Science Questions

Why do black holes have more gravity than anything else?

Mon, 5th Sep 2016

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Byron Donovan asked:

Why do black holes have more gravity than anything else?

Doesn't a black hole have the same mass as the star that it was created from and doesn't an object's gravitational field depend on its mass? Or is it that if that mass takes up less space it becomes more gravitational? In other words does a pound of gold actually weigh more than a pound of feathers?


Kat Arney put this to David Rothery...A black hole

David - Well, the answer is yes to both those bits at the end. I think the misconception that Byron has is that black holes have more gravity than other objects. Itís the strength of the gravity close to the event horizon which is sort of the boundary of the black hole. If you were to take the sun and magically compress it to the density that it would require to become a black hole, the gravity at the event horizon, new surface around that would be extremely strong. But out here at the Earth, weíd notice no difference. So the total gravity around a black hole doesnít depend on whether itís a black hole or not. It just depends on the mass inside it. The sun can't become a black hole naturally. You have to have a mass of Ė itís the Chandrasekhar limit which I think is 1.4 solar masses or something - before a star has enough strength or gravity to force its matter into the density required to become a black hole. There are some super massive black holes, which are billions of solar masses base of the things, colliding black holes that were detected by the gravity waves detections. Those were really enormous objects and of course, have lots of gravity because theyíve got enormous amount of mass in. But the short answer is the strength of gravity at a distance of a black hole is independent of whether or not itís a black hole. It just depends on how much mass has gone into it.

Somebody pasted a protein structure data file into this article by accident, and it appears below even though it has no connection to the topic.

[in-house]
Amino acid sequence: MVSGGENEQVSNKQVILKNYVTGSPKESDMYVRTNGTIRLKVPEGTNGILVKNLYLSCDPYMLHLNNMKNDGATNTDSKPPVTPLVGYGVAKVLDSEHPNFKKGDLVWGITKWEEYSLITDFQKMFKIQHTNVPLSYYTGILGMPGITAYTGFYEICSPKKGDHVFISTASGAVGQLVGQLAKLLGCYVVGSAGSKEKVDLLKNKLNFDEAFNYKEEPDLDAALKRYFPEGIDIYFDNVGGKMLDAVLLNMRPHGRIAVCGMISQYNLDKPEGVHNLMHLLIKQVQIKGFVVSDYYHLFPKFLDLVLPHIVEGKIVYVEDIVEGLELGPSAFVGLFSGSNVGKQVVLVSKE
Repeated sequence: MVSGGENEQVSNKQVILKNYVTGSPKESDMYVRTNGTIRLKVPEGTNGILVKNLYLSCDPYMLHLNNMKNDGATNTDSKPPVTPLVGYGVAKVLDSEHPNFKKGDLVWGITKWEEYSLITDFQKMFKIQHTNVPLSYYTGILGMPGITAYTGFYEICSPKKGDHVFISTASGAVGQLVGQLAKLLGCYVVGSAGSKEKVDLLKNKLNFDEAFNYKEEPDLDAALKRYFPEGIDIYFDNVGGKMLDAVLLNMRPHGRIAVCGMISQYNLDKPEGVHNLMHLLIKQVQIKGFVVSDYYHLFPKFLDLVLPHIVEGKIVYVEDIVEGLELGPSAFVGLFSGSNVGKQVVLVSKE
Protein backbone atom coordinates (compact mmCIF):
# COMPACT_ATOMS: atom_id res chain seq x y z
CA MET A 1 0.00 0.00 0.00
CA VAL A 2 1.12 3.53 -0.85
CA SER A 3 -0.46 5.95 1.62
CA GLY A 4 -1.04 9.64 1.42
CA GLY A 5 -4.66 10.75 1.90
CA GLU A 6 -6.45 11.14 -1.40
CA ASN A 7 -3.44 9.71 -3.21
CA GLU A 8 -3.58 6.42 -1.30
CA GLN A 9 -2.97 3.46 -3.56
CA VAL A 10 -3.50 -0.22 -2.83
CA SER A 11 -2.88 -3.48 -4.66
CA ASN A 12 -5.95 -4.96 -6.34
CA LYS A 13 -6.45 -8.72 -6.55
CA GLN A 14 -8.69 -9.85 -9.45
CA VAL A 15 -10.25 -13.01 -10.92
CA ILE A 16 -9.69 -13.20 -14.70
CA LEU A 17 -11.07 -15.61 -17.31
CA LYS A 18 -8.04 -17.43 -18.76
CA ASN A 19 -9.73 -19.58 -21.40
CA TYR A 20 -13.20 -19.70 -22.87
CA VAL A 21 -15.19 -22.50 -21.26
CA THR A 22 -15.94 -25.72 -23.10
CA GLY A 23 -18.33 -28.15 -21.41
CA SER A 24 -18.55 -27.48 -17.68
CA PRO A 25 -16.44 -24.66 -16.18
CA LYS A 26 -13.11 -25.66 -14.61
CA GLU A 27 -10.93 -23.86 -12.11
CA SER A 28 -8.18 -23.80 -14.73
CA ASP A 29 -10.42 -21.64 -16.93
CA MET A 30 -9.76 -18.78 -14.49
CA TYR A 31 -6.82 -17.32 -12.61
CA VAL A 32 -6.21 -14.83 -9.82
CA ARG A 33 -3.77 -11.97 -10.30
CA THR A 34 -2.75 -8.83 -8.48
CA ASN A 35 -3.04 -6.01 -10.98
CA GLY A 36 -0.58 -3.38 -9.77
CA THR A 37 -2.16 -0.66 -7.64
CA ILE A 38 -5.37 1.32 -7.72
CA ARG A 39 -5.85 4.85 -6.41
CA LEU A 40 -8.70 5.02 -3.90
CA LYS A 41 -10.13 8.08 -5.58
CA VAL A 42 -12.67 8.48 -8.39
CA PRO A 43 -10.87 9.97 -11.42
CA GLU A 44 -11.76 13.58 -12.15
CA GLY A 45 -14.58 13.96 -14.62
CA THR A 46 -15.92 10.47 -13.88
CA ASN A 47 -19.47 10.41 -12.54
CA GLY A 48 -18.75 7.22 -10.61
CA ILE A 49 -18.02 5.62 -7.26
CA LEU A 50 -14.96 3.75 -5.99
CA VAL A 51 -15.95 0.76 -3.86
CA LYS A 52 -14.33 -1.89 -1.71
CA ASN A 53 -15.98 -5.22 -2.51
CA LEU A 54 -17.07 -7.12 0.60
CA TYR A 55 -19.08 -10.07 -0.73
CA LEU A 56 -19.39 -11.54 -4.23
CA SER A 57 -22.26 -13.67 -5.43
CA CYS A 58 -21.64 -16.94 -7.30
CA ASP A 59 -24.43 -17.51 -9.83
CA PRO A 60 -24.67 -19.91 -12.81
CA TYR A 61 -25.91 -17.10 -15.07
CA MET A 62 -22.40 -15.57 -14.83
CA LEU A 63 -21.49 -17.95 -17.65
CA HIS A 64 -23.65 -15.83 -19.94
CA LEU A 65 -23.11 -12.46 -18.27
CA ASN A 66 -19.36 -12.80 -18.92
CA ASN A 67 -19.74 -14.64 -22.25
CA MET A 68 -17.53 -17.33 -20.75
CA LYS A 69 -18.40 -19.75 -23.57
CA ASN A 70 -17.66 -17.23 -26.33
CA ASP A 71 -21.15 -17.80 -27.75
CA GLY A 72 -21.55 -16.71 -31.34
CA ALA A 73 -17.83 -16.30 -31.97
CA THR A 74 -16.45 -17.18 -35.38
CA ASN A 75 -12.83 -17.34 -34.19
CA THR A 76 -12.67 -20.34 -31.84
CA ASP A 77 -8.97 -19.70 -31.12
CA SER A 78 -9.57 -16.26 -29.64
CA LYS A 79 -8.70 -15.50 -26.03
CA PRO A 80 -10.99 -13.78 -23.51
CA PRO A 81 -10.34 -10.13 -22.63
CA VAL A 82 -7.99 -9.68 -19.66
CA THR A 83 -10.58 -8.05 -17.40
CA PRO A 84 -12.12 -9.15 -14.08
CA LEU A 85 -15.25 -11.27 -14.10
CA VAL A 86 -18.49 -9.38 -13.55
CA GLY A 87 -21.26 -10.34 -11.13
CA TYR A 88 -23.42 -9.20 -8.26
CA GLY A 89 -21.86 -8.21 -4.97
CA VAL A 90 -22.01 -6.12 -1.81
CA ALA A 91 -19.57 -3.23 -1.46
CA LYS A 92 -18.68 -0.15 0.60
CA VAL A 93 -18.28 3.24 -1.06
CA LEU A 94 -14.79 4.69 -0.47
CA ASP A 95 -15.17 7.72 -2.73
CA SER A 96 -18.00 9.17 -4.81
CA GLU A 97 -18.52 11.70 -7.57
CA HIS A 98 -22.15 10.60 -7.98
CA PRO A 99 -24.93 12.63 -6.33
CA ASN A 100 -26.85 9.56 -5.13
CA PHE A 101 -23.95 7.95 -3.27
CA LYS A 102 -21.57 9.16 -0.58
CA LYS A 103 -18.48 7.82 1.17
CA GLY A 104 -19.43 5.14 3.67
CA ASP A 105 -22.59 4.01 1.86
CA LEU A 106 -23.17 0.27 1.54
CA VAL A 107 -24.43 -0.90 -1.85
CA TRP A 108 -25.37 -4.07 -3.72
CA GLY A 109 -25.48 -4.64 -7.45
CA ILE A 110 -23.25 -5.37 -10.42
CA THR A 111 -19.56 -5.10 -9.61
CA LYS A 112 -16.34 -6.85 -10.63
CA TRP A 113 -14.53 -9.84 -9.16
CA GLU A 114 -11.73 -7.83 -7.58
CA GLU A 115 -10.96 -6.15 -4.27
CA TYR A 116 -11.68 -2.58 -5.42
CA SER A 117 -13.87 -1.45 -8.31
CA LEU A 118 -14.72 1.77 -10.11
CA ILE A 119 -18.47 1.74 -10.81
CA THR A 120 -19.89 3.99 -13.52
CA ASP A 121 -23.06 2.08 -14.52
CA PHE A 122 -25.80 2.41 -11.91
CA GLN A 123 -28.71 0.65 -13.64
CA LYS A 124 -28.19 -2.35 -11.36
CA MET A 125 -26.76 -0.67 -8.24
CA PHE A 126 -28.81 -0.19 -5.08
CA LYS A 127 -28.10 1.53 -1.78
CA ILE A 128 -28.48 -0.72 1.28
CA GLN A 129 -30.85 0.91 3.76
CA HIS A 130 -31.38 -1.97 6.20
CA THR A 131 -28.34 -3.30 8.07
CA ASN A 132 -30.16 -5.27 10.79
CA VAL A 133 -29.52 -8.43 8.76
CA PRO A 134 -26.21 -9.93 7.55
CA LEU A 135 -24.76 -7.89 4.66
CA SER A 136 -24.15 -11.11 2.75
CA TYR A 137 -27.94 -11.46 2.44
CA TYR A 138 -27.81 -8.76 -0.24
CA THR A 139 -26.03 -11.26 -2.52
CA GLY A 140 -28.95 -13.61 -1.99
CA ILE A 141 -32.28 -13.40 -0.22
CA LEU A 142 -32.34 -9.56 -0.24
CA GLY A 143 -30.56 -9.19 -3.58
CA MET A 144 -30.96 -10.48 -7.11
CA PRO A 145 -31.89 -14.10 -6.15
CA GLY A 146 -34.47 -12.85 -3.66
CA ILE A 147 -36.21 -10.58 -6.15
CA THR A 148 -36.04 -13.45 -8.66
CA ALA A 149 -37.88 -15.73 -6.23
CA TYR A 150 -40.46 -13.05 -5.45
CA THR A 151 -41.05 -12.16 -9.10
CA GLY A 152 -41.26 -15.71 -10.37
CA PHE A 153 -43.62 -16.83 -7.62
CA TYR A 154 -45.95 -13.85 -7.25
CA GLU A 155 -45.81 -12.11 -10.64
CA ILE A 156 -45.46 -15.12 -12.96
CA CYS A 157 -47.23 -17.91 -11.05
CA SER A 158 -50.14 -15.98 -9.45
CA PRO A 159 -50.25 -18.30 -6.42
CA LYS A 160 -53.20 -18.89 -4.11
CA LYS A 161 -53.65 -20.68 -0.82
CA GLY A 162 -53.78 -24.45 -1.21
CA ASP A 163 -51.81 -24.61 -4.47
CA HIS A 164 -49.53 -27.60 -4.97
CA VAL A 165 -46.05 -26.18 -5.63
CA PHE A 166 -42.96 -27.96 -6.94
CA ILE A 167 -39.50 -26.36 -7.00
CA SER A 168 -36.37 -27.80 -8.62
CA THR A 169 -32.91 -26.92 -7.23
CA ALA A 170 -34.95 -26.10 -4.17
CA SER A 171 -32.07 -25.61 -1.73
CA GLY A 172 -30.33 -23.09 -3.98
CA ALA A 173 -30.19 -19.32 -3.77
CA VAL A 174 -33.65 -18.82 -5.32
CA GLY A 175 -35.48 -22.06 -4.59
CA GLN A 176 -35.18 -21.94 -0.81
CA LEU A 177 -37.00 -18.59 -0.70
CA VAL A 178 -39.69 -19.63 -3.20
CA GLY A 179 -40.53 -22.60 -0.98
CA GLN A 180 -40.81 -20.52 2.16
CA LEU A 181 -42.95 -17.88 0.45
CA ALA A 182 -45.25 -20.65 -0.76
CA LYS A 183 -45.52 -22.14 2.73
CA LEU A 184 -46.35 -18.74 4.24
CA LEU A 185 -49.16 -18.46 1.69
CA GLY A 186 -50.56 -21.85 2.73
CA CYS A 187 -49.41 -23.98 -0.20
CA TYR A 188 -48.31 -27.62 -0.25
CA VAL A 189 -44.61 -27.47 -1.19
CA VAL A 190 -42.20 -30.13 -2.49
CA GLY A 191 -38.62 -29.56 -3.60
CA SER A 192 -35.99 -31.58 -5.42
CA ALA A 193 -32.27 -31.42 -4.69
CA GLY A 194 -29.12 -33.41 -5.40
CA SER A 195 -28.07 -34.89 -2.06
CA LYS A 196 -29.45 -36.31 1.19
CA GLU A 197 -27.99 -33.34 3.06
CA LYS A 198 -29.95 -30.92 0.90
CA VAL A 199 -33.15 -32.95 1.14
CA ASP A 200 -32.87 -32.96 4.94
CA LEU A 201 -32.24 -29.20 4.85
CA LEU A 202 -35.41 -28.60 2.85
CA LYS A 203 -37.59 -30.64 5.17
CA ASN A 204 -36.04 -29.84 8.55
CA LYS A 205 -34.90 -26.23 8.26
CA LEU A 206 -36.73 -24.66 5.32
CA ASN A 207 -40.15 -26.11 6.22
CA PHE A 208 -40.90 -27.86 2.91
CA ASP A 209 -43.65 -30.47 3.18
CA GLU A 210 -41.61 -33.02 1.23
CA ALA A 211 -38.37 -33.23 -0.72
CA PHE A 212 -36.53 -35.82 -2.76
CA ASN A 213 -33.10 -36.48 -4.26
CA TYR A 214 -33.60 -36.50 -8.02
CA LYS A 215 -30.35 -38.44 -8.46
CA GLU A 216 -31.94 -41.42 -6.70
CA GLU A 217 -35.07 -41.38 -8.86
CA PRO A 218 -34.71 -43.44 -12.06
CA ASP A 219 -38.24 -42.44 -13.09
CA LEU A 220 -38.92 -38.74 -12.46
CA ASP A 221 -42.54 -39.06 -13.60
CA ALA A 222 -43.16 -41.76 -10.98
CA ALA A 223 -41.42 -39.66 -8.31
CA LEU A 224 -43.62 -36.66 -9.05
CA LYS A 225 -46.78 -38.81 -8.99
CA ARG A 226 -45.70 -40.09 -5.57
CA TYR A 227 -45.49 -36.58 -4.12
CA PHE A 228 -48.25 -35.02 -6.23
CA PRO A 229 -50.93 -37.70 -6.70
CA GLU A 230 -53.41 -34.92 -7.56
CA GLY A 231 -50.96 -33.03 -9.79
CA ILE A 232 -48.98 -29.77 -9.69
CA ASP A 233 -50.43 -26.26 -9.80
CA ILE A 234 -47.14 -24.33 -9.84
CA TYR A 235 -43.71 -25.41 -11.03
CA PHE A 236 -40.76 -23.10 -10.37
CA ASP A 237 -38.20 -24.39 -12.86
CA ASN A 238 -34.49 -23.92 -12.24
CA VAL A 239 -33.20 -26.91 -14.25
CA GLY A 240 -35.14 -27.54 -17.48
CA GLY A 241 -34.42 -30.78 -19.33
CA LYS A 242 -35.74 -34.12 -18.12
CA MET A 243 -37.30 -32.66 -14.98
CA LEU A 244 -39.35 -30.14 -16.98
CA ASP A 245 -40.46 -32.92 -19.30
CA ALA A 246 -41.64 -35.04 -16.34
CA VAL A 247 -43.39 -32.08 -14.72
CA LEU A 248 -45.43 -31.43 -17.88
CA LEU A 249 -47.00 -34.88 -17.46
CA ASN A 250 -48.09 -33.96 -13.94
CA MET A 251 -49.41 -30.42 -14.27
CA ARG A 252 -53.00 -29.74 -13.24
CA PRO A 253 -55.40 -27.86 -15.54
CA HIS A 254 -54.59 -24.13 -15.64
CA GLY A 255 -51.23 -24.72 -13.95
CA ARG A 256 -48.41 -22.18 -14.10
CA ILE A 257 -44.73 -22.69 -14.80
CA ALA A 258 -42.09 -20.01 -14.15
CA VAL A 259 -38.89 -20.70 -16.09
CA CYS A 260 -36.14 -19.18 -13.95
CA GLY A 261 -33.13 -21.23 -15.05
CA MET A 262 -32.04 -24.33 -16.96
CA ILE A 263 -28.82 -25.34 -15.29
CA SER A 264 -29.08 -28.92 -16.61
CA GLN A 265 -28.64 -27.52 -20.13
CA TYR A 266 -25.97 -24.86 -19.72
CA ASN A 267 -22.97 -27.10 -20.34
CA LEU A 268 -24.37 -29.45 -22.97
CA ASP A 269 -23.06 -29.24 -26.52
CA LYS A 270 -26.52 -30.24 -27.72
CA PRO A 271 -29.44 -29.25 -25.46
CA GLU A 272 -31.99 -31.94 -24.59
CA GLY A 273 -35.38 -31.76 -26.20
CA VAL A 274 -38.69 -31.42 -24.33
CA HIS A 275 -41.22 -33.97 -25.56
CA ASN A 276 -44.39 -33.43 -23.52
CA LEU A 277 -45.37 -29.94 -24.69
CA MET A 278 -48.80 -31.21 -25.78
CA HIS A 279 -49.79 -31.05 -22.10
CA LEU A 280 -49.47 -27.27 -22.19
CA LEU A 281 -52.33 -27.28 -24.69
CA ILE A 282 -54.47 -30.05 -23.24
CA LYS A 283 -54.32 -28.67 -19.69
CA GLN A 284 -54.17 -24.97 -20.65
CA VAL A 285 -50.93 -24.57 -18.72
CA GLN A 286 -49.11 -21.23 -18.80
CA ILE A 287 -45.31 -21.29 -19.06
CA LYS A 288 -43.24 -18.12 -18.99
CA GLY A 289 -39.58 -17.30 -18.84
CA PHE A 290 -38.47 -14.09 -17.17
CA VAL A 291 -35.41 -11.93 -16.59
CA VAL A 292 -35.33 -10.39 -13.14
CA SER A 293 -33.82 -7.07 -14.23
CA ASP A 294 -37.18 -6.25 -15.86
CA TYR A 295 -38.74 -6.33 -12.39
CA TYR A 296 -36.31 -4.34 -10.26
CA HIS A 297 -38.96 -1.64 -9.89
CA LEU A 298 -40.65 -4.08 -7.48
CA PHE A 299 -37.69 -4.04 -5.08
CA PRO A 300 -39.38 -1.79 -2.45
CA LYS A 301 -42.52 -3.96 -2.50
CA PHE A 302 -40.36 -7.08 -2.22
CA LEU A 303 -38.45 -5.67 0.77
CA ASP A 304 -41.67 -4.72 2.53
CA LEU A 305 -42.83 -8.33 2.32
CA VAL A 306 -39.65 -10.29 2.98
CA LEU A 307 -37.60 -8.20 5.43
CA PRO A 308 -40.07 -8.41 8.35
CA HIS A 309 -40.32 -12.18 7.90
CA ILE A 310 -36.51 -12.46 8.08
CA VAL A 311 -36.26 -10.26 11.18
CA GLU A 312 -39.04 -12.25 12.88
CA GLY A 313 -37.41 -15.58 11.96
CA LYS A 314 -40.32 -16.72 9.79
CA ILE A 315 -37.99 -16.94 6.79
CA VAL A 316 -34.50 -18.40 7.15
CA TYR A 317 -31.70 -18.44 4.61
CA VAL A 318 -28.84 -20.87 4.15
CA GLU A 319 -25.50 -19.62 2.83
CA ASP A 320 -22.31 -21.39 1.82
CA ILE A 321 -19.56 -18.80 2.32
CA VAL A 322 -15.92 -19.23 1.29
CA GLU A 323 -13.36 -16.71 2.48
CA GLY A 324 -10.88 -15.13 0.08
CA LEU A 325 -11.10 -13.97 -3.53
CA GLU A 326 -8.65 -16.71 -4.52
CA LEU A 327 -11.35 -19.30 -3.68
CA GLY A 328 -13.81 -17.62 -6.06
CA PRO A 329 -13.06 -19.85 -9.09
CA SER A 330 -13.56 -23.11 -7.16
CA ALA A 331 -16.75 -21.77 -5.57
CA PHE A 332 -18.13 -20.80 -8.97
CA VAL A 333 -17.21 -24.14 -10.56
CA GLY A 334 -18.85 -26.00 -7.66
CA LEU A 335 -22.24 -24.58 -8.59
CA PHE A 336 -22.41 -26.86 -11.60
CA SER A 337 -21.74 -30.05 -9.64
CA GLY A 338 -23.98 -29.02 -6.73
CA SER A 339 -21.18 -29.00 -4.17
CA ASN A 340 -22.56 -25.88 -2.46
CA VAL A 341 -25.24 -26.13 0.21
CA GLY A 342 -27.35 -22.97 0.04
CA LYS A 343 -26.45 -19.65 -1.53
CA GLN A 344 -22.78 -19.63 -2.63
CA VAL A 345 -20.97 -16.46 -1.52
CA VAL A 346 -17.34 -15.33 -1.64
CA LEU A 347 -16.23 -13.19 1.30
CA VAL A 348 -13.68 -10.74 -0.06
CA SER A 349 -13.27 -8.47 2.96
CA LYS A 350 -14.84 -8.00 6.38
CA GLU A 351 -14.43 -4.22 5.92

Kat - Because itís all crushed into tiny, tiny space.

David - Itís all crushed into such a small space that the gravity really close to it is so strongly that light canít get out and you couldnít get that close without being ripped apart by the tides.


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It is a matter of size the strength of gravity depends not only on the mass of the objects but upon the distance between them.
there are a lot of unknowns about black holes with talk of singularity's so let us consider their close relatives neutron stars in these although the mass may be only about twice that of the sun the matter is so compressed that the radius is about 10Km whereas a normal star of the same mass would have a radius of 500,000Km therefore a body on the surface would be subjected to gravitational force 50,000 times as great due to its proximity to the centre of gravity. syhprum, Mon, 22nd Aug 2016

Black holes don't have more gravity than anything else. They're merely so compact that you can get closer to them and since the strength of the field increases as you get closer they appear to have more gravity, but they don't. Recall that the strength of a gravitational field is g = GM/r2. This only holds outside of spherical bodies or so far from an object that the shape of the object is negligible. Thus for a star this only holds outside the star and the strength of the field decreases linearly when inside. But a black hole can be merely inches in diameter so by the time you get that close the tidal forces would have shredded you by the time you got there. PmbPhy, Tue, 23rd Aug 2016

The above responses have talked about the strength of the gravitational force close to a neutron star or black hole.
A related way of looking at this question is the escape velocity, which is a measure of the energy required to launch an object from the surface.

If a neutron star has 1/50,000 the radius of the original star (but the same mass), then the escape velocity will be over 200 times greater than the original star.

A black hole is crushed down to such a small size that the escape velocity exceeds the speed of light. And, according to Einstein, you can't accelerate any massive object to a speed faster than light, so nothing can escape - not even light.

See: evan_au, Tue, 23rd Aug 2016

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